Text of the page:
Citing testimony given at a March 25 House Ways and Means Subcommittee on Oversight on private equity’s expanded role in the U.S. health-care system, Pensions & Investments reports that academic studies are starting to show that certain investments in the private equity health-care universe, including investments in hospitals, nursing homes and behavioral health companies, have been detrimental to patient well-being.
One study revealed that private equity-backed hospitals have lower patient experience scores, and fewer full-time employees per patient than non-private equity hospitals, and that hospitals backed by private equity are more likely to be rural and/or located in lower-income neighborhoods.
Other potential issues brought up in the hearing include billing fraud allegations and dividend recapitalizations in which portfolio companies take on more debt to pay dividends to their private equity owners.
Such debt-funded dividends “put those companies at risk for restructuring, bankruptcy or cost-cutting to make up the interest payments and pay off debt,” Eileen O’Grady, health care coordinator of non-profit Private Equity Stakeholder Project, told the subcommittee.
Some private equity-backed companies that used dividend recapitalizations also received relief under The Coronavirus Aid, Relief, and Economic Security Act support, O’Grady said in her testimony to the Committee.
Examples of companies that have paid their owners debt-funded dividends include Prospect Medical Holdings Inc., a chain of hospitals primarily serving low-income patients. Prospect is a portfolio company of private equity firm Leonard Green & Partners’ fund, Green Equity Investors V LP. During its ownership of the chain, Leonard Green and other owners have taken dividend recapitalizations, including a $460 million dividend in 2018, O’Grady testified, with several Prospect hospitals having some of the lowest quality ratings from the Centers for Medicare & Medicaid Services.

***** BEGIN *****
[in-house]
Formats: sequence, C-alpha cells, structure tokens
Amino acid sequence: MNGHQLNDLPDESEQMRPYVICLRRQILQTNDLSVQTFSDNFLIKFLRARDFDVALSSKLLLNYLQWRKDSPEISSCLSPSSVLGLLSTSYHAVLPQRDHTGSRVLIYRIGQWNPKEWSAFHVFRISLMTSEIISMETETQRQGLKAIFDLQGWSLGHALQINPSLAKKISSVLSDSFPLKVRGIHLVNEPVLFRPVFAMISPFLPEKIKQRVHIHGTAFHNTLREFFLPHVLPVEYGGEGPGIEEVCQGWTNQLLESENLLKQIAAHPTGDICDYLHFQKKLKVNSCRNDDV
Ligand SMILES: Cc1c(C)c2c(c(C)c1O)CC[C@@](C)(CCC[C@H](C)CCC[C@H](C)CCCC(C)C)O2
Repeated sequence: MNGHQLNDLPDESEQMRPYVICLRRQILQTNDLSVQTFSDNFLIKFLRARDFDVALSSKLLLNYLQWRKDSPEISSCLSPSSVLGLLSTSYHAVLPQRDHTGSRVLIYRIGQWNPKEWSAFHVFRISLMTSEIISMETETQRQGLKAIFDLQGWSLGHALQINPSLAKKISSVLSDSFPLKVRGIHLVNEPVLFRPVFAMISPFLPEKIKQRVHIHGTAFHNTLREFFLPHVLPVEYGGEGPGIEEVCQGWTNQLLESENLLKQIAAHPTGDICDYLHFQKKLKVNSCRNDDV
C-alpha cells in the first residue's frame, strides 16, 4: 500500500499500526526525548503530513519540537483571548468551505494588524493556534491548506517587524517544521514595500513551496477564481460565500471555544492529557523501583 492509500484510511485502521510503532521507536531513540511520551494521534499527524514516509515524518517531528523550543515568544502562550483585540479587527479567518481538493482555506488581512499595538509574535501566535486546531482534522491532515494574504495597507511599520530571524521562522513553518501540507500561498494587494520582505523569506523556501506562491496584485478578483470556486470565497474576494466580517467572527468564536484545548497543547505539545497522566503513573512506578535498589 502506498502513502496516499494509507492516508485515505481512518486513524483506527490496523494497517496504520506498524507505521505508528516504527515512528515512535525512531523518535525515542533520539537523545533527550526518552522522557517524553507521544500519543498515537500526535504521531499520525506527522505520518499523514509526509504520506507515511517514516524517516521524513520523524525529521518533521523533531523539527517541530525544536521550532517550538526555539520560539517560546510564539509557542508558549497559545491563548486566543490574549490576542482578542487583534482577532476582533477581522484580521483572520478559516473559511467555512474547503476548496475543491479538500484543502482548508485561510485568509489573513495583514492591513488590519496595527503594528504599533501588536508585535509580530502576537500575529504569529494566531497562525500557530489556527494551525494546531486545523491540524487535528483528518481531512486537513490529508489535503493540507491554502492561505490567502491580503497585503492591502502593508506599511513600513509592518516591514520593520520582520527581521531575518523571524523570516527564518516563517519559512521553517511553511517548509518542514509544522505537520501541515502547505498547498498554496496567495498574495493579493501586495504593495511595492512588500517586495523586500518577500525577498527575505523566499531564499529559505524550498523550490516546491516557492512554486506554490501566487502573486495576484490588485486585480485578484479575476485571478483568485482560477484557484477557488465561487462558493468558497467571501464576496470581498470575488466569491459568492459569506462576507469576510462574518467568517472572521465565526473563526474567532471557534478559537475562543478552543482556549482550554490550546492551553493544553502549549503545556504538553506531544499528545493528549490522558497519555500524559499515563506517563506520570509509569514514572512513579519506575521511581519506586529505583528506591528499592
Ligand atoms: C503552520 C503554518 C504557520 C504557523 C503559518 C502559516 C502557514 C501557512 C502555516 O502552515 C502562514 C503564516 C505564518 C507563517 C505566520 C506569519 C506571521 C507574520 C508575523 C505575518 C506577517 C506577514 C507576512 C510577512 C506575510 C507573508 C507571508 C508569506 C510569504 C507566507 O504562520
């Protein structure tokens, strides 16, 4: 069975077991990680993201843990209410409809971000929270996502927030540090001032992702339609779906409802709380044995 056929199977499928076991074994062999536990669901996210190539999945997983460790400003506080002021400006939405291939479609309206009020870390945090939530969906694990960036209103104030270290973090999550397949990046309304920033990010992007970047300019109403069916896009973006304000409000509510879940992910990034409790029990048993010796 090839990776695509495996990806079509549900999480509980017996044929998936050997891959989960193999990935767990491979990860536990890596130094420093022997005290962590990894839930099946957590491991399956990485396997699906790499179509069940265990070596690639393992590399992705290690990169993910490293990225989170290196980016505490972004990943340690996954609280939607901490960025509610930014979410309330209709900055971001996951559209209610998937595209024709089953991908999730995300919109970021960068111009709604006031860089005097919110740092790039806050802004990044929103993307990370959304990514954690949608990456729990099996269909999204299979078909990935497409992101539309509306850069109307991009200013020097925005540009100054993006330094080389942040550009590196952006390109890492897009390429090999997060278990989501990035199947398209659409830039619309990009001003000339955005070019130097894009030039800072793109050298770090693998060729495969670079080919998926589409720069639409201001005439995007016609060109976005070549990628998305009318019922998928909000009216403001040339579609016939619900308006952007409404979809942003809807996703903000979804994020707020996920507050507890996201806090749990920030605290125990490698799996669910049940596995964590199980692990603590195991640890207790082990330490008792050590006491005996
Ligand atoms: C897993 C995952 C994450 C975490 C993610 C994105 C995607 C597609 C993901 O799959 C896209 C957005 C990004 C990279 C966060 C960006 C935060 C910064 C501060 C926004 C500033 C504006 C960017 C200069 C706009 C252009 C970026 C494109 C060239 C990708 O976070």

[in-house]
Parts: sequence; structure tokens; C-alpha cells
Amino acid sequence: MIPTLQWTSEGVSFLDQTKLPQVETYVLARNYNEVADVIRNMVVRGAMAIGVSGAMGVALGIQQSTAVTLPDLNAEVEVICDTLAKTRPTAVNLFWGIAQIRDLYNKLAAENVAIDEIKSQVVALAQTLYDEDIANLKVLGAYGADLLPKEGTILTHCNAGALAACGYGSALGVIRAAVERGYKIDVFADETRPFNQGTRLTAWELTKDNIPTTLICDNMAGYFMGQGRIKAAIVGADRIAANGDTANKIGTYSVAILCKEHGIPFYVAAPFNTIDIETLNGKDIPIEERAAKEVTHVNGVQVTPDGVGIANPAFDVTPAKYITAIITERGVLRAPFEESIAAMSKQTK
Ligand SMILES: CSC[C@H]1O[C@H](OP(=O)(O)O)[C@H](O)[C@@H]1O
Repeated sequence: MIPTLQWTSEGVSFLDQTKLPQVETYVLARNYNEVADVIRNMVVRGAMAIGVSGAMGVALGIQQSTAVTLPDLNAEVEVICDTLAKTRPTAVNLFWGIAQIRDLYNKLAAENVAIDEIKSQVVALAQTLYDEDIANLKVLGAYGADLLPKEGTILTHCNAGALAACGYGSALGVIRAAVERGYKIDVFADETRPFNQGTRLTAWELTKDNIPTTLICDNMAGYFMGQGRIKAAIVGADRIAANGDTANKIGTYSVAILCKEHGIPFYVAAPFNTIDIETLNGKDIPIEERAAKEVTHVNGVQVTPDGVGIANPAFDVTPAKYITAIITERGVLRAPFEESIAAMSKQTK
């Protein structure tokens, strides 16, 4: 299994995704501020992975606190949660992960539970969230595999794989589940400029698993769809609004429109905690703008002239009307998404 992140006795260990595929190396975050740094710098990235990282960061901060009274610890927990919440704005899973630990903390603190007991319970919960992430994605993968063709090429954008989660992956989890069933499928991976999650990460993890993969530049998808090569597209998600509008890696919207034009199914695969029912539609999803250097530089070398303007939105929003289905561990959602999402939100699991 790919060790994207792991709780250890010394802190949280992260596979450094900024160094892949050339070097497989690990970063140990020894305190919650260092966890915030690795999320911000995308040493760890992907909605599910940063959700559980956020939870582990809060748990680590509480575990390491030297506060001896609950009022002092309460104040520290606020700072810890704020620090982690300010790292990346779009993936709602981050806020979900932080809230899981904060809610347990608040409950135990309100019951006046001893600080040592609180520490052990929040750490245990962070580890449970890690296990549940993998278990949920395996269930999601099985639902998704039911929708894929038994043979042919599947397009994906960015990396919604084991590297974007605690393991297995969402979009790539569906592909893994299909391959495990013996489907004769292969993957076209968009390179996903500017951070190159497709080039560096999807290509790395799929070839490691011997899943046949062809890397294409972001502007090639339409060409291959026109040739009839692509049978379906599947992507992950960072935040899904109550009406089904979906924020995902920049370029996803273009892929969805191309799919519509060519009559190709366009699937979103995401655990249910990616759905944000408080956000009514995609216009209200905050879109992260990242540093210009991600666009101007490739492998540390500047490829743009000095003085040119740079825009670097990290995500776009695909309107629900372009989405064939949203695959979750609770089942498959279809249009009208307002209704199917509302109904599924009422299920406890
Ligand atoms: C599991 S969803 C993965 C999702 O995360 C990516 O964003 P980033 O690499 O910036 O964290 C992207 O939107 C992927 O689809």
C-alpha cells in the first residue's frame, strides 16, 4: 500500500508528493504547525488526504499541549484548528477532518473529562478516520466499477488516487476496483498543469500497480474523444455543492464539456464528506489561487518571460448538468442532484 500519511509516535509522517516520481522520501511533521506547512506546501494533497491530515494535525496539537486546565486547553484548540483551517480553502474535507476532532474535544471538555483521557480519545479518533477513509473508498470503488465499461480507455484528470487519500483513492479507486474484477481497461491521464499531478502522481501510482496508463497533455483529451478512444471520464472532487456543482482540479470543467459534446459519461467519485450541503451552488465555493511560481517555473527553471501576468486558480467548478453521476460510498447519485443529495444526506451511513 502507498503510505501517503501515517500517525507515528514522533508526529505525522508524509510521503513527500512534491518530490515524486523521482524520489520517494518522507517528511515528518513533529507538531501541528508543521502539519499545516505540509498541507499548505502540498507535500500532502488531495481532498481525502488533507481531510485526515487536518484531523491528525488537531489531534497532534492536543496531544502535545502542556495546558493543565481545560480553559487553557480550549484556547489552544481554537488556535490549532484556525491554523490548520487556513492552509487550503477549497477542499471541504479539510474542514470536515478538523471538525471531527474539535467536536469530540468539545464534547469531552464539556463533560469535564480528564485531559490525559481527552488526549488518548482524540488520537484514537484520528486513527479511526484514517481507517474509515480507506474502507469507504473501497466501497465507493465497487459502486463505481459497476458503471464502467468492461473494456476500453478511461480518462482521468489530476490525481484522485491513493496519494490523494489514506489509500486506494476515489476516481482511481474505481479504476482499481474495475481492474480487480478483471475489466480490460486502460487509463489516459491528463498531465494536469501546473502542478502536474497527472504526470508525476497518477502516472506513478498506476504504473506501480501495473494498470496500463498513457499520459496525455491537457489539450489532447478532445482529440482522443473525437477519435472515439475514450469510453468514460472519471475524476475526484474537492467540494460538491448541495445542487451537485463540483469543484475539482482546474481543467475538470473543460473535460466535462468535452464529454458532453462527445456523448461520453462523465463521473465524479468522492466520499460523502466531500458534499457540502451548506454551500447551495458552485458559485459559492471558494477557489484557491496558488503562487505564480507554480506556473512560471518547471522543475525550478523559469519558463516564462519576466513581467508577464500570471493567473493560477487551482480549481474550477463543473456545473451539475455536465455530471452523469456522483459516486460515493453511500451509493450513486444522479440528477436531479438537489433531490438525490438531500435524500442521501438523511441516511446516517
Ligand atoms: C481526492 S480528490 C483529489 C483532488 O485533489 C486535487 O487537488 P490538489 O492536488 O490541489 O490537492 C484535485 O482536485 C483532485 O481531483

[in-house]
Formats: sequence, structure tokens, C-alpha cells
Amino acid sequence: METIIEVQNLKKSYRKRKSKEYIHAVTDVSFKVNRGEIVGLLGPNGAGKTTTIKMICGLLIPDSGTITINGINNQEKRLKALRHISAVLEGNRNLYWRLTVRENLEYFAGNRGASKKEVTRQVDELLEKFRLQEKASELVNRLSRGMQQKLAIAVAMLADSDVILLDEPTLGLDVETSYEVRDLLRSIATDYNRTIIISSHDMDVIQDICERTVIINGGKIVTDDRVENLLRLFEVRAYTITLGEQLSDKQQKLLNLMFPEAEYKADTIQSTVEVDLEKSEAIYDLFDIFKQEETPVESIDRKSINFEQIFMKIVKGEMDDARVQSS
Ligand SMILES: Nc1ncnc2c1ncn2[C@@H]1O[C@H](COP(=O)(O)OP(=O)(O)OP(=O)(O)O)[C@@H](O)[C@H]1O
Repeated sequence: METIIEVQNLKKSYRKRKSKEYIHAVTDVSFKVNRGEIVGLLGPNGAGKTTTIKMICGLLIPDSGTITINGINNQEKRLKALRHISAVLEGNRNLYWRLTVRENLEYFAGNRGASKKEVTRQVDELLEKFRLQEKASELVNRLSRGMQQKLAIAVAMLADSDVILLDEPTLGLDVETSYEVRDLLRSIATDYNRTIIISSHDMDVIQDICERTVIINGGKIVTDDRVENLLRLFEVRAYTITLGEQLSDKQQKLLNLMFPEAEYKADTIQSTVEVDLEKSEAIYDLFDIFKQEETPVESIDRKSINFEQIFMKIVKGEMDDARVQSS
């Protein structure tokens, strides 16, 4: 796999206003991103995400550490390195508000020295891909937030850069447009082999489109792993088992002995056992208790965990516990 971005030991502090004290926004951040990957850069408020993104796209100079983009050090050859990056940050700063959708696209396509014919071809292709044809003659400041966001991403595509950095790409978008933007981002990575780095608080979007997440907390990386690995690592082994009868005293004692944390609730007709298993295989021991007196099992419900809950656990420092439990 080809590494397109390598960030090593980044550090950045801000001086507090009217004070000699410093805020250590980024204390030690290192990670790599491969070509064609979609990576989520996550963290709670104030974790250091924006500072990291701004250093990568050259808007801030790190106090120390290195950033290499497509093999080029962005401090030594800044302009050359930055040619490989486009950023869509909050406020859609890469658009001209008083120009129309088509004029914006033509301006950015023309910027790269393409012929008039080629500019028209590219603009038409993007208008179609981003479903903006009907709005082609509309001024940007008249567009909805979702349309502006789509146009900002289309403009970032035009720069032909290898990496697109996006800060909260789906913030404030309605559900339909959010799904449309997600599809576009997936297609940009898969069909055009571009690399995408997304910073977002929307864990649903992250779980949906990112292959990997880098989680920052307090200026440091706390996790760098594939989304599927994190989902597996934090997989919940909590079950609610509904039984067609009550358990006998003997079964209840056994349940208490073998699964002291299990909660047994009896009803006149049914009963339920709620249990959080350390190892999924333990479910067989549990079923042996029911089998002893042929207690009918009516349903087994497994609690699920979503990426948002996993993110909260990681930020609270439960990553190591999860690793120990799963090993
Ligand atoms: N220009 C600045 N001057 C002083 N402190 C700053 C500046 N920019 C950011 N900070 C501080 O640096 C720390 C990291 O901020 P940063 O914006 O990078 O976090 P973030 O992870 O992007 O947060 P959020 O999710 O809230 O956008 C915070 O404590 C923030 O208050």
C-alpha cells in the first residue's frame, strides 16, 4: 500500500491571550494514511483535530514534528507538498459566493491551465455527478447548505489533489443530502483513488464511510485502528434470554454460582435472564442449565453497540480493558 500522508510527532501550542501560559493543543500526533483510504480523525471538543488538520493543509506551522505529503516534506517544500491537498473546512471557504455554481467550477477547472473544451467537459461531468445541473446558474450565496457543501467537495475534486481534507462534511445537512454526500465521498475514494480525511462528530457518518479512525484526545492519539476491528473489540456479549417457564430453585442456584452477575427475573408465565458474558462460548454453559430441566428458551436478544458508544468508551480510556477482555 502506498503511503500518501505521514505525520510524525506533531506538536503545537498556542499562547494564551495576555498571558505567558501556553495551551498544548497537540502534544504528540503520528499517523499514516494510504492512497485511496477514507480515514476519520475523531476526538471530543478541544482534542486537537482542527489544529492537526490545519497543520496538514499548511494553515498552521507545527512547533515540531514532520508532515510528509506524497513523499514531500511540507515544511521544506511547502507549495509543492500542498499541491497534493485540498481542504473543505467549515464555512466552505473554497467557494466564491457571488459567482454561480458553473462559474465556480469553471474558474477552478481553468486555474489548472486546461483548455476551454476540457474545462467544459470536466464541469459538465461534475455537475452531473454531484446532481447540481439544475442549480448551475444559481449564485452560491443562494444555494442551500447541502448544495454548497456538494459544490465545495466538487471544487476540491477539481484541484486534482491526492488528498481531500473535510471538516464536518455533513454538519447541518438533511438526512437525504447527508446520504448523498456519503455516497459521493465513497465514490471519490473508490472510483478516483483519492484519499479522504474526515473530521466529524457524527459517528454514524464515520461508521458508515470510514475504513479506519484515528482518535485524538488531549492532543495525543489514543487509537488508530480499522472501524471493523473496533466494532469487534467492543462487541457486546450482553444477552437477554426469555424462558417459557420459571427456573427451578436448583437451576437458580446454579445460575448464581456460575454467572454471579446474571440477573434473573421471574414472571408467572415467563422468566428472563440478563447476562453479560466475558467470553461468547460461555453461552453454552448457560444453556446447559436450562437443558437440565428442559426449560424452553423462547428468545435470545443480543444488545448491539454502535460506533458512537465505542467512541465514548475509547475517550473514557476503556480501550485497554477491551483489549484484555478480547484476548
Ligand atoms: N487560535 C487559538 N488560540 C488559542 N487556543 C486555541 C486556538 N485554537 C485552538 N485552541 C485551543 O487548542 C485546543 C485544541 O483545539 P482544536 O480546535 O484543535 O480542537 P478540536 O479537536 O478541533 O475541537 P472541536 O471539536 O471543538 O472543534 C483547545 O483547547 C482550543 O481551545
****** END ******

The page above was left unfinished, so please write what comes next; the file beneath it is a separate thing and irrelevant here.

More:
Another example reported on by P&I is The Blackstone Group’s portfolio company Apria Healthcare Group. In December, Apria paid $40.5 million to settle a Medicare fraud lawsuit brought against it by the U.S. attorney for the Southern District of New York and various states. The suit, filed in 2017, alleged that the medical equipment provider had submitted false claims to federal health programs including Medicare and Medicaid seeking reimbursement for the rental of non-invasive ventilators to patients who were not using them. Apria completed a debt-funded dividend the same month, paying out $200 million to Blackstone and other owners.
New York University Stern School of Business Assistant Professor of Finance Sabrina T. Howell testified, “Research on private equity has found that in sectors where product quality is transparent, markets are competitive, and there is no government subsidy, private equity has positive effects on productivity and product quality. However, health care has none of these features.”